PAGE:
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March 8, 2014

Talk, time and tactics


March 8, 2014


The writer has taught international relations and public policy at Boston University and the Fletcher School of Law and Diplomacy and was the vice chancellor of LUMS.
The talk tamasha continues. No one has come out looking good from this absurdity. The two committees have only confirmed what we already knew: that they were a farce. Despite their murdering ways, the Taliban have been exposed as being internally in disarray and without control over their own ranks. The government, even if we were to give it the benefit of the doubt, may be sincere but is seen as bumbling and confused.
Meanwhile, Pakistanis continue to die. Pakistanis continue to cry.
There is no joy in knowing that all of this could have been predicted – was predicted. There is only tears and grief for the murder and mayhem that terrorists continue to pile on innocent Pakistanis. Innocent Pakistanis – like the 23-year old Fizza Malik (Fijja to her friends) or Additional Sessions Judge Rafaqat Ahmed Awan, father of two – who were slain in the suicide attack on the Islamabad District Courts.
Tears and grief will not bring Fizza Malik back to her family and friends. It will not matter to Judge Rafaqat Awan’s children whether the bullet that killed their father came from the gun of his own guard or the assassin. It was terror that killed their father; and that terror will stay with them. Our tears will dry – they may already have. Their loss will not go away – it never can.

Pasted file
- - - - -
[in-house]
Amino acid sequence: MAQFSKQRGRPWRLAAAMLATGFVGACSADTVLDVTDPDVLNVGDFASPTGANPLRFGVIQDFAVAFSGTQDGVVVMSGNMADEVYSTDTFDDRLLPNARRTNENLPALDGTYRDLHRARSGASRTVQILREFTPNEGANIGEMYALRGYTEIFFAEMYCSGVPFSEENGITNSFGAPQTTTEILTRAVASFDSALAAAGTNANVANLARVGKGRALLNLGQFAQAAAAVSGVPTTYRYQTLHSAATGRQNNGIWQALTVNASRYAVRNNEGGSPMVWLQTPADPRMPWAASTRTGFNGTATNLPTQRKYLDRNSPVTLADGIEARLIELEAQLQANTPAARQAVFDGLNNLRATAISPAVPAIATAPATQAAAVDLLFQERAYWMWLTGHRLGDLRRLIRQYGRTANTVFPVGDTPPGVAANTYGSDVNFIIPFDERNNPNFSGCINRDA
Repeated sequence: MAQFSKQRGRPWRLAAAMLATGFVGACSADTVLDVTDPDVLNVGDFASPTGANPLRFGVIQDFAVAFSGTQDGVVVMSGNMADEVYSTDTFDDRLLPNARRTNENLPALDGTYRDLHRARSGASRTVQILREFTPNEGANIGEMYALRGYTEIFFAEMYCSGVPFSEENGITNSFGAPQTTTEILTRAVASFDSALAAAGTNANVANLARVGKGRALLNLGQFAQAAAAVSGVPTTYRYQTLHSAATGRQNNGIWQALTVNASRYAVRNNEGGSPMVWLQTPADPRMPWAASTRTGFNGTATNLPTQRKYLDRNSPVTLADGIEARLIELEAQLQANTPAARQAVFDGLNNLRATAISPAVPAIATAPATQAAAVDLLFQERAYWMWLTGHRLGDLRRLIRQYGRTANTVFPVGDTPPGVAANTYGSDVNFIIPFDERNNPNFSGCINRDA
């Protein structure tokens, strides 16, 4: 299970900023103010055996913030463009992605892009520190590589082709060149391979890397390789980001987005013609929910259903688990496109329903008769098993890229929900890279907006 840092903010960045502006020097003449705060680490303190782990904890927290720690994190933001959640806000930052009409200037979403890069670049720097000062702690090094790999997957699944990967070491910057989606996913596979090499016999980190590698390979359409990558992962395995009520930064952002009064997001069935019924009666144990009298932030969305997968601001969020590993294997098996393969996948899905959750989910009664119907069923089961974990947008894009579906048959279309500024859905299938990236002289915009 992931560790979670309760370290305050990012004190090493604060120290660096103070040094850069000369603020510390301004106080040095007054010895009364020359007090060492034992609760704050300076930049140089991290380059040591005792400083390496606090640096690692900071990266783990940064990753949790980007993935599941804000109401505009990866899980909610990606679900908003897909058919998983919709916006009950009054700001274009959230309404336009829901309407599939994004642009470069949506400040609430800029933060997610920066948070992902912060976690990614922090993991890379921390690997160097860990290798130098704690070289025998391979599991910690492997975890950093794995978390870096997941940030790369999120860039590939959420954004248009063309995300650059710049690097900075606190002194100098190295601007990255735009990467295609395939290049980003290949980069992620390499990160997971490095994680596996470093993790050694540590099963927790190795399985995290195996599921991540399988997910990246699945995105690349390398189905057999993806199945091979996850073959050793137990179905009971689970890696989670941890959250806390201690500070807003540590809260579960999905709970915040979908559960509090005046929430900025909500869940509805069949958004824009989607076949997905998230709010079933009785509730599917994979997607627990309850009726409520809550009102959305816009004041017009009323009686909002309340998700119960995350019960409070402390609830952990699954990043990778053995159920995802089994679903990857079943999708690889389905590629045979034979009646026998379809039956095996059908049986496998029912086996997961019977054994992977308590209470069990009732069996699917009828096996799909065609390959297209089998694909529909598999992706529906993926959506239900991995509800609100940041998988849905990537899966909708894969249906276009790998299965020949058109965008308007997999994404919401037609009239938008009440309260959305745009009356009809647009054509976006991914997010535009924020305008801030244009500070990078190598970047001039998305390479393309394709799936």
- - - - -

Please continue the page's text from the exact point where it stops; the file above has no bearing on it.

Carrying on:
Of course, tears cannot be held back. Of course, grief cannot be avoided. But tears and grief can do little to change what has happened. Thinking strategically can also do little to change what has happened. But maybe it can help alter the course of what will happen tomorrow. If it does, it will at least mean that all the Pakistanis – soldiers, policemen, citizens – who have been doing the dying for all of us, did not die in vain.
It is in the spirit of thinking beyond one’s tears and

grief that I offer four thoughts about what might affect what happens tomorrow. Here are some things we should be thinking about as we prepare for the day after the talks fail, which they already have, and will again.
1. Time is of essence. For Pakistan there is little time left to lose. For the Taliban time is what they seek to gain. Here is a date that matters: April 5, 2014.